Tuesday Story – No Motes


None of the regulars at Dave’s knew the name of the blonde with the big tits. She walked in one day, got a room above Dave’s, and just started hanging at the bar. Shots of Black Jack and a draft was all she ordered.

She never talked, only listened to the music like it was the only thing good enough to touch her body.

Most of the local boys were afraid to approach her. A couple tried, and she cut them off with a tongue like a razor-sharp switchblade.

“The red-headed stranger from Blue Rock Montana rode into town one day.

Beneath his knees was a raging black stallion,

Following behind was a bay.”

I saw him from the front window of Dave’s Place. He was driving a ratty old pick-up but the motor sounded real good. It was what was in the bed that caught my eye.

There was a shiny black sportster, custom wheels, stretched frame, and a paint job that looked a foot deep. Next to it was an old panhead that had been in a real hard slam. The front was totaled and the frame was twisted the way only a solid front end crash can twist.

He parked the truck, got out stretching like he’s been on the road a long time. He twisted like he had a bad back then slammed the truck door and started walking toward the back. As he rounded the rear of the pick-up I swear I saw him reach out and touch the panhead with a stroke, and then he patted the sportster. Not touched, patted, like it needed gentling.

He was a big man. I mean real big. We got a lot of big farmers here abouts but I never saw anybody as big as him. And there was a deep sadness in those eyes, and an anger that boiled just below the surface.

“The yellow haired lady was in fear of the stallion,

But she cast greedy eyes on the bay”

He walked in, sat at the bar, and ordered a beer and a shot of Jack. When Al. the bartender, put it in front of him his eyes never left the top of the bar. He just grabbed the shot, downed it, and sipped the beer.

That’s when the blonde spoke outa nowhere,

“Hey Scooter tramp, those your bikes?”

He never looked up. Just stared at the bar and said in a low tired voice, “One.”

“Hey,” she said “My old man dumped me here. How about a ride out and we can be good friends.”

Again he never raised his eyes, “Nope. Don’t need any new friends right now.”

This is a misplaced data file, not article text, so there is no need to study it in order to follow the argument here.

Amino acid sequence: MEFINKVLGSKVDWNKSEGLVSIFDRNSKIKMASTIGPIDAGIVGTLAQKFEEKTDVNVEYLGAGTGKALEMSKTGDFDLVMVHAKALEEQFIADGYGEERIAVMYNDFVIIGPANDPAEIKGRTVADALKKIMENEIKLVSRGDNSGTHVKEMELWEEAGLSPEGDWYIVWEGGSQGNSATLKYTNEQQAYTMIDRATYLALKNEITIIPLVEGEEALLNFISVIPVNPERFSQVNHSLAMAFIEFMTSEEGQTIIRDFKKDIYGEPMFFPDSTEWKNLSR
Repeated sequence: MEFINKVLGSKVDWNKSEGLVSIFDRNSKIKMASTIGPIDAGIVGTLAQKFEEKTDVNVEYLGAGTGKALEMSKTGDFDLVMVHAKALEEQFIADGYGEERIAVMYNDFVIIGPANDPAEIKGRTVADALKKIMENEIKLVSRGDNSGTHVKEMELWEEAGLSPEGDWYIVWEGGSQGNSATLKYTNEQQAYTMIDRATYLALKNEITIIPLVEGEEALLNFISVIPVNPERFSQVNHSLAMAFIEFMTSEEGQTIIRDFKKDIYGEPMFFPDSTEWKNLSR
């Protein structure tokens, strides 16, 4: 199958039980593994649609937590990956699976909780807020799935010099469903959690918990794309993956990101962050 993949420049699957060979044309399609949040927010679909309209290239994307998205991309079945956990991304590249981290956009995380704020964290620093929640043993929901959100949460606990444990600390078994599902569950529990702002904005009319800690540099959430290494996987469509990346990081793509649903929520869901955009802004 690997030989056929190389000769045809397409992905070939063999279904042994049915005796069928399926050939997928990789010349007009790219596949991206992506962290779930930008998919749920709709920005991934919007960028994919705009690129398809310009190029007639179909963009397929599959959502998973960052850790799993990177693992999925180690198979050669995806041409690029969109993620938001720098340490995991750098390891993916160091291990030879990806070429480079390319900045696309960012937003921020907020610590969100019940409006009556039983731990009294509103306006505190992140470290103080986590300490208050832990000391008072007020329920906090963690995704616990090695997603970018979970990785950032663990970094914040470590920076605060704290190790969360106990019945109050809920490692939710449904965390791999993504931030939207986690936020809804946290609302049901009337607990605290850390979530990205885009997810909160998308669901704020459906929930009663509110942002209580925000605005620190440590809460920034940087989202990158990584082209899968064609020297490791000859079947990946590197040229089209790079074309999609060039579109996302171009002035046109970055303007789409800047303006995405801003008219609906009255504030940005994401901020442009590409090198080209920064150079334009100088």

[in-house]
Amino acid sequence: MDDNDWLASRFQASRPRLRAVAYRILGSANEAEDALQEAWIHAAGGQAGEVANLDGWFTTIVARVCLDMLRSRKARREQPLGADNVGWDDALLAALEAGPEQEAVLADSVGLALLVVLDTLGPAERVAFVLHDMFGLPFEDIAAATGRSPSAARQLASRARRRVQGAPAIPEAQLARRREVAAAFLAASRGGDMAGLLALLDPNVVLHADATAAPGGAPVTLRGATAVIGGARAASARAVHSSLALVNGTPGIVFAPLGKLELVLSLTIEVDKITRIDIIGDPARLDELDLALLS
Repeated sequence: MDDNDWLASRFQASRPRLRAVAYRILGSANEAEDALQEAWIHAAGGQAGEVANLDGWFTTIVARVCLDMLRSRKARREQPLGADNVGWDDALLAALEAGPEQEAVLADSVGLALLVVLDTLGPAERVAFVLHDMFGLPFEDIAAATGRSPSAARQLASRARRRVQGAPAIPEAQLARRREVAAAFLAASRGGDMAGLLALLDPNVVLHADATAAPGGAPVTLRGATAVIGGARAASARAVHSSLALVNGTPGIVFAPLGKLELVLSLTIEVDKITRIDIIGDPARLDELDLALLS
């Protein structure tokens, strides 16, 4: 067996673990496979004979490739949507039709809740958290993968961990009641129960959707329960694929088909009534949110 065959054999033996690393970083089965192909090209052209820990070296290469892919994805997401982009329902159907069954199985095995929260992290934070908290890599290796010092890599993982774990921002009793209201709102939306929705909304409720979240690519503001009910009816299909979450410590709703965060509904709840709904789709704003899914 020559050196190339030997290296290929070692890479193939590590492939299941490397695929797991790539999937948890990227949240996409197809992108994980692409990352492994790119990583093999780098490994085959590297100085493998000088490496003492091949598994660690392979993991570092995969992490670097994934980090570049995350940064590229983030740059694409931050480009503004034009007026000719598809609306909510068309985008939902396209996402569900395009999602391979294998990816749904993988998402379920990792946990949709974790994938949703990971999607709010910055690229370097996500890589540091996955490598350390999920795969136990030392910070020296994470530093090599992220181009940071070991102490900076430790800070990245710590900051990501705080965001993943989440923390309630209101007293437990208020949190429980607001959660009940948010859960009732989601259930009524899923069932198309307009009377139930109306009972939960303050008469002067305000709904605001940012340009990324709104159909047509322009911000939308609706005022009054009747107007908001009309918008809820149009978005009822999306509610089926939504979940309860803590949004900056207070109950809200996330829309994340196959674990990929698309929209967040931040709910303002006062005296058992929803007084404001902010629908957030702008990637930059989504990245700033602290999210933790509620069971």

I swear there was a flash of light from the blonde. Her lips pressed and her brows got close together. I never saw anybody get that mad, that fast.

He never moved a muscle. He just raised a finger to Al, made a circle over two empty glasses and that was it.

“Hey man,” she started up again. “I gotta get out of this place. Let me ride one of the bikes. The sportster. I’ll follow you till we get someplace I can get a friend to pick me up.

“Ain’t my bike.” It was the same voice, but there was something different about his shoulders. Tense maybe.

“Then who’s is it?” Can I ask them? I gotta get outa here.” It didn’t seem like she was asking, more like demanding. He still didn’t move but those shoulders were tight.

“Ain’t my bike I said. Go away and don’t bother me Bitch.” That was a final a dismissal as I ever heard. But the shoulders didn’t relax. Not an inch.

“She had no way of knowing the bay meant more to him than life.”

“Well if it ain’t yours, who the hell’s is it?” This time there was no mistaking the demand in her voice.

The big guy never looked up, just clutched the shot glass tighter and said softly, “Hers.”

“Well just fuck you and this one shithole town.” She slammed her empty glass on the bar. She picked up the small bag next to the chair and stomped out of Dave’s.

The big guy never even looked at her. He just circled his finger over the glasses again. Al got the hint and poured the drinks without saying anything.

As we sat there the silence was blasted by the sound of a cycle engine starting.

I looked up out the window, but the big redhead was already at the door. I’ll never forget what I saw.

The blonde had dropped the pickup tailgate, straddled the sportster and started it. Just as she dropped it into gear and jumped forward out of the truck bed the big guy moved faster than anyone I ever saw, big or small.

I never saw him reach for the gun, it was just there in his hand. The blonde and the sportster jumped forward, coming out off the truck bed like a motocross bike off a jump and the big .45 blasted twice. Louder than even the straight pipes on the roaring sportster.

Both rounds took the blonde in the center of the back flinging her from the bike just as it hit the street. She fell one way and the bike fell over with the engine roaring from a open throttle.

Everyone ran to the bleeding body lying on the street. Everyone but the big stranger. He walked over the sportster, turned off the engine, picked it up and started pushing it back to the truck.

She was dead, of that there was no question. Those big .45 slugs just tore her apart. I never even saw him put the gun away.

“The yellow haired lady was buried next morning,

The stranger went free of course,

You can’t hang a man for shooting a woman,

That’s trying to steal his horse.”

(With thanks to Willie Nelson for the use of his lyrics to “The Red Headed Stranger.)

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